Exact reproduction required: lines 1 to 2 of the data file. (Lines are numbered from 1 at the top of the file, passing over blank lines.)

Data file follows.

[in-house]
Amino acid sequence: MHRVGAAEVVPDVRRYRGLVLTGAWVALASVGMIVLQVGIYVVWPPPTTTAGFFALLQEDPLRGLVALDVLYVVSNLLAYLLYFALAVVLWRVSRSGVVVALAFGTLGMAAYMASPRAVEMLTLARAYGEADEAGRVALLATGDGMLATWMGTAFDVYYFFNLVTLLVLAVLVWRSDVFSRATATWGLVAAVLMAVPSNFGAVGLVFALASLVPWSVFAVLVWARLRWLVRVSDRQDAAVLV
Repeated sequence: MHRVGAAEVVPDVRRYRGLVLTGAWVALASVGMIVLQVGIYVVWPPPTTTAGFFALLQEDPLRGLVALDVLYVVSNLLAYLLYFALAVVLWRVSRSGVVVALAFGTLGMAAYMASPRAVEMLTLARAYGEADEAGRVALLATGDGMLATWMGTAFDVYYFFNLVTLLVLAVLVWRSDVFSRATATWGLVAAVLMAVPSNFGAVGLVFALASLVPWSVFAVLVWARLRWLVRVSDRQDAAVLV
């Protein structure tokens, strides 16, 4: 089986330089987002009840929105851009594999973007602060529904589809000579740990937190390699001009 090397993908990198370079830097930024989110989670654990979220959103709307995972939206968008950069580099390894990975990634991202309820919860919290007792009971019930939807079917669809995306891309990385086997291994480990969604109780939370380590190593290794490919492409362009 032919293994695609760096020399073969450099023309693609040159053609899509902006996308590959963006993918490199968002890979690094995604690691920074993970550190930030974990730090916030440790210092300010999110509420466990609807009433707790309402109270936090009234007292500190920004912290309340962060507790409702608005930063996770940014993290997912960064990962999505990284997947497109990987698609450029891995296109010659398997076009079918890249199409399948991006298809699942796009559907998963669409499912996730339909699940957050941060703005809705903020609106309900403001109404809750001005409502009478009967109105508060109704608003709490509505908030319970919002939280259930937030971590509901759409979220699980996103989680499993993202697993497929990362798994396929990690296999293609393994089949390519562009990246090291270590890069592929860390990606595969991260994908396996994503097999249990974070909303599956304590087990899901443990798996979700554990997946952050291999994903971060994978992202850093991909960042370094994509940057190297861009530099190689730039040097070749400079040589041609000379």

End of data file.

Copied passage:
[in-house]
Amino acid sequence: MHRVGAAEVVPDVRRYRGLVLTGAWVALASVGMIVLQVGIYVVWPPPTTTAGFFALLQEDPLRGLVALDVLYVVSNLLAYLLYFALAVVLWRVSRSGVVVALAFGTLGMAAYMASPRAVEMLTLARAYGEADEAGRVALLATGDGMLATWMGTAFDVYYFFNLVTLLVLAVLVWRSDVFSRATATWGLVAAVLMAVPSNFGAVGLVFALASLVPWSVFAVLVWARLRWLVRVSDRQDAAVLV